Metro area unemployment trends buck the national narrative: A story of convergence, not divergence

There has been a lot of talk recently about regional divergence in the American economy and what to do for places left behind, especially in the industrial Heartland. Judging by one important economic indicator, however, economic outcomes around the country are actually more similar than they were in the past.

In May 2017, the U.S. unemployment rate dipped to 4.3 percent. That rate varied considerably across the nation’s 388 metropolitan areas, from a low of 1.7 percent in Ames, Iowa to a high of 19.2 percent in El Centro, Calif. (those figures are for April 2017, the latest data available).

The last two times the national unemployment rate was that low were in the late 1990s, and just before the Great Recession in 2007. Compared to those two business cycles, metro areas today are actually more similar in their unemployment rates (see maps 1-3).

  • In April 2017, when the U.S. unemployment rate was 4.4 percent, 226 of 388 metro areas had unemployment rates within one percentage point of that benchmark. 100 metro areas had rates below 3.4 percent, and 62 had rates exceeding 5.4 percent.
  • In April 2007, when the U.S. unemployment rate was 4.5 percent, slightly fewer (217) metro areas had rates around the national average.
  • But in April 1998, when the U.S. unemployment rate was 4.3 percent, only 153 metro areas had rates within one percentage point of that figure. Many more (159) had rates well below the national average, and several more (76) had rates well above the national average.

The maps point to different sources of this long-run convergence. Many places in the western and southwestern United States transitioned during this time from smaller, resource-based, high-unemployment economies to larger, industrialized, moderate-unemployment economies. Metro areas in the Northwest, inland California, and the southwestern border in Texas and Arizona that once battled sustained levels of high unemployment fit that profile. At the same time, many college towns that boasted very low unemployment in the late 1990s (think Raleigh-Durham, N.C., Lexington, Ky., Champaign-Urbana, Ill., and Ithaca, N.Y.) also matured in ways that made them more “average” economically. Unemployment is also somewhat higher today in manufacturing-focused metro areas that boomed in the 1990s, but lost much of that industry in the 2000s, places like Detroit, Mich., Peoria, Ill., and Dothan, Ala.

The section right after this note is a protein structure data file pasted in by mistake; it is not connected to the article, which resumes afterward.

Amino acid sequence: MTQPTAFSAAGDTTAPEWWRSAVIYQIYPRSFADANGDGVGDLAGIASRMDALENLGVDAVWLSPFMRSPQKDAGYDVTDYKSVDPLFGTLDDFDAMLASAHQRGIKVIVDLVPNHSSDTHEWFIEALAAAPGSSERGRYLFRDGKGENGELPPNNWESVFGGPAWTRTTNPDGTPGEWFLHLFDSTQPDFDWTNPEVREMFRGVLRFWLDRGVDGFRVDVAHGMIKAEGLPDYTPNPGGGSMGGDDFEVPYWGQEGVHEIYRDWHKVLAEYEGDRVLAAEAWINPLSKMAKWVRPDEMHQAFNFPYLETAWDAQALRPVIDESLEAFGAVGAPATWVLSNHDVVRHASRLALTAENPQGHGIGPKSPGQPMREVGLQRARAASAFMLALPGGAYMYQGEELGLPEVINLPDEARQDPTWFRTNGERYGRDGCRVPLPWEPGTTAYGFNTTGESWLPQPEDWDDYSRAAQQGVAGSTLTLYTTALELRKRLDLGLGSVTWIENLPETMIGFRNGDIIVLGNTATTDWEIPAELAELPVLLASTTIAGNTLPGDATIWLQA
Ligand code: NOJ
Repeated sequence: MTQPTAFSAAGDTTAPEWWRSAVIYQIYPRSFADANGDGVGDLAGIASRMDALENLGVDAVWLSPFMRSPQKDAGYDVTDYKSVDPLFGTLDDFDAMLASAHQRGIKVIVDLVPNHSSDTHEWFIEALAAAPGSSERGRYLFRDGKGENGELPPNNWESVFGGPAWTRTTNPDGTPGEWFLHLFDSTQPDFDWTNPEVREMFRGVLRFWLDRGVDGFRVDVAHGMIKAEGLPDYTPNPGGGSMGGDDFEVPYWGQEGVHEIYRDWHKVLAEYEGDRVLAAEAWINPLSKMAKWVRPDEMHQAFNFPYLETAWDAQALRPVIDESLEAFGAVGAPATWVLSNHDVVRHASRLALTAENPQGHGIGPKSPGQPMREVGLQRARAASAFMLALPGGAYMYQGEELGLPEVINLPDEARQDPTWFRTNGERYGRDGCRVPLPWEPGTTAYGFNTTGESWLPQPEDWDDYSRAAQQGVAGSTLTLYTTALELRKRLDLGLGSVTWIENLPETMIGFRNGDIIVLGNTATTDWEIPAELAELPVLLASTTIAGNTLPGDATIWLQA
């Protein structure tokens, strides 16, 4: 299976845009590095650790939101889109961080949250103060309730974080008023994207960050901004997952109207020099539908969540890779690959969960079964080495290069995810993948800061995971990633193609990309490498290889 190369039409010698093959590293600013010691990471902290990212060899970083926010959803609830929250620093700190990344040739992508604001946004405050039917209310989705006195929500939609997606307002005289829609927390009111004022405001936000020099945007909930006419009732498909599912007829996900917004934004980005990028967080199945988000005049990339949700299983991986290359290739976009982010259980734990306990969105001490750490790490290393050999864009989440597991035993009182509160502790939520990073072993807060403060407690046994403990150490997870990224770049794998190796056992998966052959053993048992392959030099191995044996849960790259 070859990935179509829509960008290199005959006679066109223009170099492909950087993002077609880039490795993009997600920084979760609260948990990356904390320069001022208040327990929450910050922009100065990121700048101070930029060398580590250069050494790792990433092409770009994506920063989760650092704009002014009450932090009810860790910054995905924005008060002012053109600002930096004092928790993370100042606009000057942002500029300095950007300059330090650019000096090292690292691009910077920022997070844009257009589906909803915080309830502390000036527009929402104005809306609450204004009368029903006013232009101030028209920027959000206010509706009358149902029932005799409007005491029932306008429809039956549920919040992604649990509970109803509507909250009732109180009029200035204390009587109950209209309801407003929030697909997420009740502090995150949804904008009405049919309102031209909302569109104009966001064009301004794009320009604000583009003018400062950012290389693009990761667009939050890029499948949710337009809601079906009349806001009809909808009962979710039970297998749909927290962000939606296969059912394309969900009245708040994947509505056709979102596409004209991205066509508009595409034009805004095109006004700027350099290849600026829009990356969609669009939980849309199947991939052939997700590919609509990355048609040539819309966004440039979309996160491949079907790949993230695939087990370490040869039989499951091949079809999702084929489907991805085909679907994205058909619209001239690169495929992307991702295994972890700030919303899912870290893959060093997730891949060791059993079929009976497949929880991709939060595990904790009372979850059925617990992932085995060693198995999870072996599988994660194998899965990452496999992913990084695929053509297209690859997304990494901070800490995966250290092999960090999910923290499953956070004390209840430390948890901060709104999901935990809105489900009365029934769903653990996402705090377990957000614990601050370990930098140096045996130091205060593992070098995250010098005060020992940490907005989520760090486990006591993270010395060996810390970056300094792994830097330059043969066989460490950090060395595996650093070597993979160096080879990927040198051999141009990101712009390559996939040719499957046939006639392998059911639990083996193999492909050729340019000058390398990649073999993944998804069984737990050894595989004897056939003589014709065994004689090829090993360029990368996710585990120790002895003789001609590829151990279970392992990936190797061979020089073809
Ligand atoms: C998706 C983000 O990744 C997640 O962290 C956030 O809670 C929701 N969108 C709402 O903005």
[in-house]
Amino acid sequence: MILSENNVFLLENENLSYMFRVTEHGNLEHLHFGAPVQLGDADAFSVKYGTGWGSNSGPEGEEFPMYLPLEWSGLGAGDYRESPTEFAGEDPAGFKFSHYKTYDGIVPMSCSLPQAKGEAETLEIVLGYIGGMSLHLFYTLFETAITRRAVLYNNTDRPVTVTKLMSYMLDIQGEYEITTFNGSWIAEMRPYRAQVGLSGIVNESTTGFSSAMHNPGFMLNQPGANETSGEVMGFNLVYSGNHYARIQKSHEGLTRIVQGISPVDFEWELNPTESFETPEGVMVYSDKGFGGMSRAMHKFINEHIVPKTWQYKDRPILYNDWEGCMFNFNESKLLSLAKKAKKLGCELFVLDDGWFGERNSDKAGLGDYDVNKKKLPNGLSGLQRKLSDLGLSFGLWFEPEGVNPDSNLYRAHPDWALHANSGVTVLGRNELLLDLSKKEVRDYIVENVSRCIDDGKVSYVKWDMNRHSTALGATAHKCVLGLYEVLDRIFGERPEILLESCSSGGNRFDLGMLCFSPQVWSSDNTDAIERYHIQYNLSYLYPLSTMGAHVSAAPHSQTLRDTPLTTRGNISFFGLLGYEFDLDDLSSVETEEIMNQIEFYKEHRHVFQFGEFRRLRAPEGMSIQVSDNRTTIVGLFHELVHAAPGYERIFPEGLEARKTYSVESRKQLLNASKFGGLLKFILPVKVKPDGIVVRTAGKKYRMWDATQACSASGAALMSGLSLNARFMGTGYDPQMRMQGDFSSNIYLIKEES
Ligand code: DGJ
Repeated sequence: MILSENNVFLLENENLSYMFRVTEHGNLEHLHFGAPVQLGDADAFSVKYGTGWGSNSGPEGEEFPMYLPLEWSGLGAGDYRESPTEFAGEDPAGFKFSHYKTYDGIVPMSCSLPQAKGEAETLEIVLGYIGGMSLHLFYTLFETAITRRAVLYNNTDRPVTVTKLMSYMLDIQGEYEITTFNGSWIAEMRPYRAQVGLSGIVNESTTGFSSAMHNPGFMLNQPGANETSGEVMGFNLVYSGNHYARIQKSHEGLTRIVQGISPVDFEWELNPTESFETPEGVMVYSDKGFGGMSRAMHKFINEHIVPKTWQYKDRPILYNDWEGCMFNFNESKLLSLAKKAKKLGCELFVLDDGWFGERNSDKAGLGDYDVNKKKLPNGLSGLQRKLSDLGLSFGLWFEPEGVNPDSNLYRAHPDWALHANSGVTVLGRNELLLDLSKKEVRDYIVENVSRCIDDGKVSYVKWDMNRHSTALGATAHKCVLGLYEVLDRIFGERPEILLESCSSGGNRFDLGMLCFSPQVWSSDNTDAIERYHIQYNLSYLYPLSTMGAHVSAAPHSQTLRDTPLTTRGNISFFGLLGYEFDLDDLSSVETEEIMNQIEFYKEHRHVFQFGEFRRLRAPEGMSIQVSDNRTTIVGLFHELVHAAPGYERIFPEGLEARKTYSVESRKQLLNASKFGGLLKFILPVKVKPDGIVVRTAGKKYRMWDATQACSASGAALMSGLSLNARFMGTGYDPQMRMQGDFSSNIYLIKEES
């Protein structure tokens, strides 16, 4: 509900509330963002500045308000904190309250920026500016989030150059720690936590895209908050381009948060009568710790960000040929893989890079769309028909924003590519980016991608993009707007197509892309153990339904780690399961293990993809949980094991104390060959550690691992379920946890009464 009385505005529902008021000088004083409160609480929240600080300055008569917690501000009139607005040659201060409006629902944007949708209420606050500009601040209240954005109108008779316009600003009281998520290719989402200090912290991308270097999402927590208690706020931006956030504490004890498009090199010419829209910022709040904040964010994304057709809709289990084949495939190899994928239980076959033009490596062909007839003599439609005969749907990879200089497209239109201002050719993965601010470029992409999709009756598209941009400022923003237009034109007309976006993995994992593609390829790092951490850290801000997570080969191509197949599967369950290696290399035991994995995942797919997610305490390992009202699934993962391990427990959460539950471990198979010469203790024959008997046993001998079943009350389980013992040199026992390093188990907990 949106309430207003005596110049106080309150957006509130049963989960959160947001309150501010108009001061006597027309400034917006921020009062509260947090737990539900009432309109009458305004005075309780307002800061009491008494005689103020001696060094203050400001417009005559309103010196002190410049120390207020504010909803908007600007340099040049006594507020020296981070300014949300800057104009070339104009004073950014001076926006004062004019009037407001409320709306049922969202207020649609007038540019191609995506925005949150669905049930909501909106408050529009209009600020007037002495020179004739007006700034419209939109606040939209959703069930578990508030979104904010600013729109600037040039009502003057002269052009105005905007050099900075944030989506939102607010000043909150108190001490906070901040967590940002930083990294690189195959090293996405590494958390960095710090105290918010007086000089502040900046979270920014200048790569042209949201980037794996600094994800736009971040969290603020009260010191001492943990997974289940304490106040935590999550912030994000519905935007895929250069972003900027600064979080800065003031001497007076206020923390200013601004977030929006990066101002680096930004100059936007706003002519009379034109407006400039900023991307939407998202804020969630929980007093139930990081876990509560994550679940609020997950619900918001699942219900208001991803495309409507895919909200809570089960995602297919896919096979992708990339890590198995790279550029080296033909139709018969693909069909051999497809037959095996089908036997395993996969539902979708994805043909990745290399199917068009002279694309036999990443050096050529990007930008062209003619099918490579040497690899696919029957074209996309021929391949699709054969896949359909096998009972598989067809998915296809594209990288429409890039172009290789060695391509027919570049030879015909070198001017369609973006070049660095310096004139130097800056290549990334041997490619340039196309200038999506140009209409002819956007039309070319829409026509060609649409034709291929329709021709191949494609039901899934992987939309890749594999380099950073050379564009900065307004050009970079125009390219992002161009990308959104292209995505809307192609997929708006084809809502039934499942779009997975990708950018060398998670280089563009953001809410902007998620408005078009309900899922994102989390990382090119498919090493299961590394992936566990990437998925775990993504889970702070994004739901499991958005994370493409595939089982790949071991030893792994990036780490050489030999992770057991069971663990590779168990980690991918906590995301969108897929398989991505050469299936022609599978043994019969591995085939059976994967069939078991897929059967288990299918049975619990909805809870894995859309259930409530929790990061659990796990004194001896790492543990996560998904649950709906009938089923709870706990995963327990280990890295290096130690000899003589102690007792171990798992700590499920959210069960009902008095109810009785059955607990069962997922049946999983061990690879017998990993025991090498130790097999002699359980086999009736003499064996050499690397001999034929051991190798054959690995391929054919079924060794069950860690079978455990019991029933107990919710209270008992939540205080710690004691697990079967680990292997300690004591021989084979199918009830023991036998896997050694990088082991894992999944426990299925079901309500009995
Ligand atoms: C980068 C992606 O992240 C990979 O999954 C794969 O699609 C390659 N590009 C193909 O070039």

Although the distribution of unemployment rates across metro areas today is roughly similar to what it was 10 years ago, the geographic patterns of unemployment have shifted (see map 4).

Map of change in unemployment by metro area, April 2007 to April 2017
Map of unemployment by metro area, April 1998
Map of unemployment by metro area, April 2007
Map of unemployment by metro area, April 2017

Most strikingly, metro areas across the industrial Midwest—in Ohio, Indiana, Michigan, and Wisconsin—have unemployment rates today at least one percentage point lower than in April 2007. In the Milwaukee metro area, the unemployment rate stands at 3.2 percent today, versus 5.3 percent in April 2007. In the Battle Creek, Mich. metro area, it is 3.6 percent, down from 6.8 percent a decade ago. And in the Fort Wayne, Ind., metro area, the unemployment rate has fallen to 2.5 percent, well below its 4.5 percent level in April 2007.

Other areas of the country, including northern California, Oregon, Colorado, Minnesota, Arkansas, and South Carolina also boast lower unemployment rates today than at a similar point in the last business cycle. By contrast, in much of the Northeast, mid-Atlantic, Southeast, and Interior West, larger shares of adults are looking for work than a decade ago. Notably, unemployment rates are elevated in many Pennsylvania metro areas relative to their Midwestern brethren.

To be sure, the unemployment rate is an imperfect indicator that fails to capture other concerning trends, such as people dropping out of the labor force altogether, or long-run stagnation in wages. These sorts of phenomena can be tracked locally (see here and here for examples), but typically with a much greater time lag and less precision.

Yet these metropolitan unemployment patterns—of increasing regional convergence over the last two decades, and improved conditions in the industrial Midwest over the last decade—don’t square neatly with the political narratives of places being left behind, especially in the Rust Belt. Since most Americans—83 percent of us—live in one of these metro areas, these trends suggest the value of looking more carefully at the hidden strengths and growing similarities of our local labor markets.